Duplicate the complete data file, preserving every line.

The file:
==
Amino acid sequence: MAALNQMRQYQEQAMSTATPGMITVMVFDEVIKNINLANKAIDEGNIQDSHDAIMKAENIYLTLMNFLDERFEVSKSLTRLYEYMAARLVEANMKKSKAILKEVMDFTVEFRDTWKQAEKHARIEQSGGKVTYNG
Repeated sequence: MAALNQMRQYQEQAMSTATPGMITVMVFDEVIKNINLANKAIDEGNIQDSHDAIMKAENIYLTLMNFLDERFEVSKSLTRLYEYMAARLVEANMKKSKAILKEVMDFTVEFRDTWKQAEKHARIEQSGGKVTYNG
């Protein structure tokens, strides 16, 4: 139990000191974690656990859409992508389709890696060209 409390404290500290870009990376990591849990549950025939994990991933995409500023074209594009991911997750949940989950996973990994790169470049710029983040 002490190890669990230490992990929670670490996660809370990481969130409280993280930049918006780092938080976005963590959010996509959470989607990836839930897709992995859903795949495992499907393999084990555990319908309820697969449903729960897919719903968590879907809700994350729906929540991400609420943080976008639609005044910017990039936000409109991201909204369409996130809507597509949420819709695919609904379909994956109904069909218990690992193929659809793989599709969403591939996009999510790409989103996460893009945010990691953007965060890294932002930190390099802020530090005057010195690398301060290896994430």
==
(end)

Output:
Amino acid sequence: MAALNQMRQYQEQAMSTATPGMITVMVFDEVIKNINLANKAIDEGNIQDSHDAIMKAENIYLTLMNFLDERFEVSKSLTRLYEYMAARLVEANMKKSKAILKEVMDFTVEFRDTWKQAEKHARIEQSGGKVTYNG
Repeated sequence: MAALNQMRQYQEQAMSTATPGMITVMVFDEVIKNINLANKAIDEGNIQDSHDAIMKAENIYLTLMNFLDERFEVSKSLTRLYEYMAARLVEANMKKSKAILKEVMDFTVEFRDTWKQAEKHARIEQSGGKVTYNG
């Protein structure tokens, strides 16, 4: 139990000191974690656990859409992508389709890696060209 409390404290500290870009990376990591849990549950025939994990991933995409500023074209594009991911997750949940989950996973990994790169470049710029983040 002490190890669990230490992990929670670490996660809370990481969130409280993280930049918006780092938080976005963590959010996509959470989607990836839930897709992995859903795949495992499907393999084990555990319908309820697969449903729960897919719903968590879907809700994350729906929540991400609420943080976008639609005044910017990039936000409109991201909204369409996130809507597509949420819709695919609904379909994956109904069909218990690992193929659809793989599709969403591939996009999510790409989103996460893009945010990691953007965060890294932002930190390099802020530090005057010195690398301060290896994430």